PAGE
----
The losers of the June 24 elections

I had previously evaluated the winners of the June 24 elections and had noted that I would be writing about the losers today.

Starting from election day, I am sure you have heard enough comments about politicians and parties what with the statements made, the articles written and the television discussions to date. However, I do not want to talk about them but some main opposition Republican People’s Party (CHP) voters, about that vast mass that is given hope each time and then left to disappointment. In reality, nobody is a loser because their party lost, but some CHP supporters feel this way; as a matter of fact, they are made to feel this way, every time.

Some CHP voters embraced the “votes are being stolen” discourse that was claimed in previous periods so much that for those who could see, it was actually obvious that the same voters would be manipulated in some way. First, by the hand of research company owners, propaganda was spread that the CHP was in the lead and that the Justice and Development Party (AK Party) would lose — Hakan Bayrakçı from Sonar later admitted on TV that they knowingly manipulated the election results, while some journalists like Hüsnü Mahalli confessed to “galvanizing the public.” In the first hours wherein the votes started to be counted, CHP Deputy Chairman Bülent Tezcan further excited some CHP supporters by making a statement along the lines of, “The elections will go on to the second round.” Meanwhile, Halk TV, which is known for its association to the CHP, by showing the People’s Alliance vote rate as 48 percent, was actually saying that President Recep Tayyip Erdoğan couldn’t pass the threshold and was attacking Anadolu Agency (AA).

The masses were very quick to believe what the polls, some TV channels and what the CHP deputy chair said that night. The following day, the CHP announced that Tezcan had made the statement, that “the election will go to another round” while only 5 percent of the votes were counted —yet this is not convincing either, because during the first few minutes of vote-counting, the People’s Alliance’s vote range was around 60 percent and had later dropped. But that night, as none of the staff came out and made any other statement, some CHP supporters thought they had won the elections, but the announcement of the results was somehow prevented. These masses have been made to become so strange as to say, “It’s all Erdoğan’s fault; things like this never used to happen before,” and are even capable of blaming him for the tap they left running if their house ends up getting flooded. Furthermore, — perhaps because of the friction between Erdoğan and the CHP or from disappointment — when the CHP’s presidential candidate, Muharrem İnce failed to appear on television on election night, these masses started concocting hundreds of conspiracy theories.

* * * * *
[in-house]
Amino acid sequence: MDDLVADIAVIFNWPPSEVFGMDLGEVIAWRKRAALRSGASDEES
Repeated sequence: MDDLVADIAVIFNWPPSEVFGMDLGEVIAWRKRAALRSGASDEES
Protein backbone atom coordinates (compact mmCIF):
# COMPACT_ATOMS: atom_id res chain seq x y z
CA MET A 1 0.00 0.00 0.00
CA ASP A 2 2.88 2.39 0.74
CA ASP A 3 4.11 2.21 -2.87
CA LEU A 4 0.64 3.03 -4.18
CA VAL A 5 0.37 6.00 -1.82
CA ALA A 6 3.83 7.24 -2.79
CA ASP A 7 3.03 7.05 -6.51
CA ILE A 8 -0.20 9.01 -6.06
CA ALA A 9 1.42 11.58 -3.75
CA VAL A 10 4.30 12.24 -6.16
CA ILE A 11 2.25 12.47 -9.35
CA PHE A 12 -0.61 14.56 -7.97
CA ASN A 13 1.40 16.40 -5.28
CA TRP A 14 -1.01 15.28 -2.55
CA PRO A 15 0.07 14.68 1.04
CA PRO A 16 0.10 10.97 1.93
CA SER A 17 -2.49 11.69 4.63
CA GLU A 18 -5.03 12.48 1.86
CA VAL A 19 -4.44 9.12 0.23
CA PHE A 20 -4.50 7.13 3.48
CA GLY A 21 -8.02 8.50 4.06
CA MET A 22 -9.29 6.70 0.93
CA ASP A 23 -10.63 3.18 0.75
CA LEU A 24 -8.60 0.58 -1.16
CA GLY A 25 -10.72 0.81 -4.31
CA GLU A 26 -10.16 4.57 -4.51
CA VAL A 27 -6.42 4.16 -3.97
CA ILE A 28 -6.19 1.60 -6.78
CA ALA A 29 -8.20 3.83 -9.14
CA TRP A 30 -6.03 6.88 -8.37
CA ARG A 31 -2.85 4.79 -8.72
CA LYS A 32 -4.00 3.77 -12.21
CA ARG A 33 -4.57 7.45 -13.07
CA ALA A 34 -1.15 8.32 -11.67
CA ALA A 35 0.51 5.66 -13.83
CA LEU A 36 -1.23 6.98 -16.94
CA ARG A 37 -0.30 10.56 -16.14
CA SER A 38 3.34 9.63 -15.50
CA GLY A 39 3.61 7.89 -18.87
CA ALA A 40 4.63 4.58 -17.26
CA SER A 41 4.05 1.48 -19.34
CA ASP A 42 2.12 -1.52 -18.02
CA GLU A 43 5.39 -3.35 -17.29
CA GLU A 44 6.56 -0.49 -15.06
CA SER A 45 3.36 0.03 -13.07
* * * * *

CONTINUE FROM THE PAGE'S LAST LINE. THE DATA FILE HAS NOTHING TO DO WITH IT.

This was followed by people on social media saying that İnce was abducted, and by those who were crying, in addition to those saying that they would not leave the party’s headquarters until morning. People really believed that İnce could be held hostage in an unknown place or that his family could have been threatened. Yet, what would actually be more hard to believe is that the candidate of a party which could never get enough votes to come to power alone since 1950 — and I am not saying this to insult or belittle, but is a fact — being elected with the votes of more than 50 percent of the people in a never-before-tried system before and in the first round.